I am struggling with a rubbing disc rotor on a new bicycle. Which bolts should I use when trying to align the caliper? The ones I marked in red, or the blue ones?

enter image description here

I tried to use the red ones so far, but could not get rid of the rubbing. The rotor looks true, but the space on each side is extremely tight.

Later I realized that the lower blue bolt is simply not accessible. The space is too tight to fit a screwdriver. However, should I encounter a similar situation in the future, where the calipers are held on a bracket with accessible screws: Should one adjust the caliper on top of the bracket? Or should one adjust the bracket on the fork?

  • @Criggie The answer was that one of the lower bolts (the blue ones) is simply not accessible with the screwdriver. So there was no way to adjust it. I don't know why I didn't realize this until I turned the bike upside down to take a close look in good light ...
    – Foor
    Aug 1, 2020 at 12:21
  • 1
    @Foor FYI Magura (the brand of your brakes) uses relatively tight clearances between the pad and rotor. At some point you just need to accept the rubbing and move on.
    – MaplePanda
    Aug 1, 2020 at 17:32
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    @Foor Yup, I'd say go ahead and move your comment to a real answer. That way, folks will know that it's the answer and you can get the rep if anybody finds it useful.
    – jimchristie
    Aug 2, 2020 at 2:54

2 Answers 2


Should one adjust the caliper on top of the bracket? Or should one adjust the bracket on the fork?

For Magura parts, you'll adjust the caliper. It's impossible to predict what would be the case for every brake assembly that will ever be manufactured, so your question about the future cannot be answered with certainty. But if you ever see an intermediate bracket like that, engineering concerns dictate a very high probability that you'll always want to adjust the caliper itself, rather than the mounting of the bracket it's secured to.

The part secured by the blue screws is the QM26 adapter used to allow the caliper to work with a 203 mm rotor: enter image description here
The red screws then secure the caliper to the adapter. It is those screws that you need to loosen before aligning the caliper:
enter image description here
The diagrams above are from the owner's manual. The instructions that go with the second picture read in part:

Installing brake calliper

  • Screw in retaining screws top (M6x35)(11) and bottom (M6x33)(12).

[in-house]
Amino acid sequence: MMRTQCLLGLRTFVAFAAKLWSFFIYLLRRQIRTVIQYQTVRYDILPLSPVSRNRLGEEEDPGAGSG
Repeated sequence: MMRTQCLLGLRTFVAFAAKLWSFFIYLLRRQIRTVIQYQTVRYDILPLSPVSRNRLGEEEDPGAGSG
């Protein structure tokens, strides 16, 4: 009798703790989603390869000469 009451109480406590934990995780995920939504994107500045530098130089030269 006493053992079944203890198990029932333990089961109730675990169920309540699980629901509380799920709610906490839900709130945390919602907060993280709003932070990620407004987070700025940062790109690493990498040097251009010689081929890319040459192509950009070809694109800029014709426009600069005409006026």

• The brake calliper can still be moved slightly but only wobbles slightly
  • Pull and release the brake lever several times
  • Pressure point is clearly noticeable and does not change.
  • Pull and hold brake lever.
  • Tighten retaining screws alternately and in stages to a tightening torque of max. 6 N-m (53 lbf-in). [A7][A2]

Note particularly the last two points. Disc brakes in general are finicky to get adjusted right (well, even many rim brake designs are too), but it's important to make sure you are holding tension on the brake lever to secure the caliper in line with the rotor, and tightening the screws carefully so as to not disturb this alignment.

Assuming you've already done all these things, then you may have things aligned as best as you're going to. The brake pads ride very close to the rotor, and minute vibrations resonate well through the brake parts and bike frame, so the tiniest irregularities produce noticeable noise. Often once the pads have been worn a bit, things get evened out and the noise abates or disappears completely.


Additional information:

The root cause is that you appear to have a 203mm rotor on a fork designed for a 180mm rotor. To get the extra spacing required, your bike has an adapter bolted in between the caliper and the fork.

The adapter would have been bolted securely to the fork using the original disk caliper mounts, and then the caliper would have been fitted second, obscuring one of the blue bolts.

Adaptor is marked in red here:
enter image description here

There's nothing inherently wrong with this setup, its just one way to get a larger rotor than the fork was designed for.

  • 1
    A larger rotor will have more flex and come out of true more often, creating rub. Will need trueing more often.
    – Jeff
    Aug 8, 2020 at 19:08

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